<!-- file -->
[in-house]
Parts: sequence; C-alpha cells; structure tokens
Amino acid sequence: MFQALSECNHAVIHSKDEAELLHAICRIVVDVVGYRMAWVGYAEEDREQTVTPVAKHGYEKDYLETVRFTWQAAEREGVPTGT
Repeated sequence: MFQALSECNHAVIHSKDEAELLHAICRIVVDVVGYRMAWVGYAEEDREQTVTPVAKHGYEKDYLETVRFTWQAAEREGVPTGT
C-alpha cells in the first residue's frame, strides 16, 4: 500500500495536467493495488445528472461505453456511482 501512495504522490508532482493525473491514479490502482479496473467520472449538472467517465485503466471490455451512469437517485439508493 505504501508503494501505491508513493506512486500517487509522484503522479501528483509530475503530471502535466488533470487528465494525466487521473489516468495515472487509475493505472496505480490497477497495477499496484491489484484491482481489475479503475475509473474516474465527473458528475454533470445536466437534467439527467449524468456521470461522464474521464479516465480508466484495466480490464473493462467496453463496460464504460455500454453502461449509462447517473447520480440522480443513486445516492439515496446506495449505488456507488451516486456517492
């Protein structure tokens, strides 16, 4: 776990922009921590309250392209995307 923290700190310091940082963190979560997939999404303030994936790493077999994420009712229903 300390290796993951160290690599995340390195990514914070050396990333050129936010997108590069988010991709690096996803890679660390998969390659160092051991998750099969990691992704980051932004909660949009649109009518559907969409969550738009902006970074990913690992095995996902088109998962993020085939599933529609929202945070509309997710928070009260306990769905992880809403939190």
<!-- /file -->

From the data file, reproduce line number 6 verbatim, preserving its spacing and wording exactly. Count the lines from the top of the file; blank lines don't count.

């Protein structure tokens, strides 16, 4: 776990922009921590309250392209995307 923290700190310091940082963190979560997939999404303030994936790493077999994420009712229903 300390290796993951160290690599995340390195990514914070050396990333050129936010997108590069988010991709690096996803890679660390998969390659160092051991998750099969990691992704980051932004909660949009649109009518559907969409969550738009902006970074990913690992095995996902088109998962993020085939599933529609929202945070509309997710928070009260306990769905992880809403939190």